A roadside bomb wounded five U.S. troops when it hit their vehicle in eastern Afghanistan on Saturday, while a suicide attack on a U.S.-led coalition convoy in the country's south killed the bomber but hurt no one else, officials said.
The insurgents opened fire at the troops after the roadside bombing in mountainous Kunar province, a U.S. military statement said. The wounded service members were airlifted for treatment to Bagram, the main U.S. base in Afghanistan, it said. Their conditions were not immediately available.
The suicide bombing happened on a main road in Maywand district, Kandahar province, when the convoy of coalition and Afghan forces was passing. None of the troops in the convoy was believed to have been hurt, said Gen. Rahmatullah Raufi, the local army chief.
Security forces shot and killed an alleged accomplice of the bomber as he was fleeing the scene on a motorbike, said Gen. Rahmatullah Raufi, the local army chief.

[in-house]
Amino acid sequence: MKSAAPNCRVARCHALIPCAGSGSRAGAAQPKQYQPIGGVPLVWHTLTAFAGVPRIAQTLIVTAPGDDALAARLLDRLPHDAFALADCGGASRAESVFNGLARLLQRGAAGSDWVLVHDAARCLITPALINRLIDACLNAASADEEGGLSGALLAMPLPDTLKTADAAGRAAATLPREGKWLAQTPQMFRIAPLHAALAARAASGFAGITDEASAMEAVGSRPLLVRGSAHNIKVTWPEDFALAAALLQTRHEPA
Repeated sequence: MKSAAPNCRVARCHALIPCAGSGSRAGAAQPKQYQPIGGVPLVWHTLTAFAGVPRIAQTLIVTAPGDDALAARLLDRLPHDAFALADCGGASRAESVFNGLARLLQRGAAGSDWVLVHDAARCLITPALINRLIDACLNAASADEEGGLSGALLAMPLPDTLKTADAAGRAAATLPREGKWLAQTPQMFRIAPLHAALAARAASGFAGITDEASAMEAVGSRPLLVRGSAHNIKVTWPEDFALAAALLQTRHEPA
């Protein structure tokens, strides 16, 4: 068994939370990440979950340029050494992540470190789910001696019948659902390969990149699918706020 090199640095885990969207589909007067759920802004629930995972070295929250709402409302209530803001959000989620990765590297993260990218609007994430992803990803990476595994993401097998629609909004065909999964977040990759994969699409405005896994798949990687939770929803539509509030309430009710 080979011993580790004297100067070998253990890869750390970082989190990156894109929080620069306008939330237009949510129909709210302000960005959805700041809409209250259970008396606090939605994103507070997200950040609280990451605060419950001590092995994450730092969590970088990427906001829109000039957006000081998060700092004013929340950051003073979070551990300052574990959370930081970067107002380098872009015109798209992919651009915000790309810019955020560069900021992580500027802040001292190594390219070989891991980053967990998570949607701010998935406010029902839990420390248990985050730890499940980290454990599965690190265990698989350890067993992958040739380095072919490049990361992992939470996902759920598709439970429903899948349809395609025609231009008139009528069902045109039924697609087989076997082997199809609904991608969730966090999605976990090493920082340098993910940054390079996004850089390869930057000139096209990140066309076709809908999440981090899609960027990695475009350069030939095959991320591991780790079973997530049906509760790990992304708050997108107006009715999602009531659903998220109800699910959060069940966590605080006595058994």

A purported Taliban spokesman, Mohammed Hanif, called The Associated Press to claim responsibility for both attacks.
In other violence, an unidentified gunman shot dead Sayed Sadeq, the speaker of northern Tahhar province's governing assembly, after breaking into his home Saturday, said Ghulam Hazarat, the deputy police chief.
Sadeq was well respected in the mountainous region and was a supporter of the country's U.S.-backed central government. Before the Taliban were ousted in late 2001, he was a mid-ranking commander in a militia run by renegade former premier Gulbuddin Hekmatyar, who is now wanted as a terrorist by the United States.
Several district government chiefs and local police commanders have been killed in recent weeks, most in attacks blamed on the Taliban.
Violence has spiked across Afghanistan in the past year, raising fears for this country's future and leaving swaths of it off-limits to aid workers and other trying to rebuild after a quarter century of war.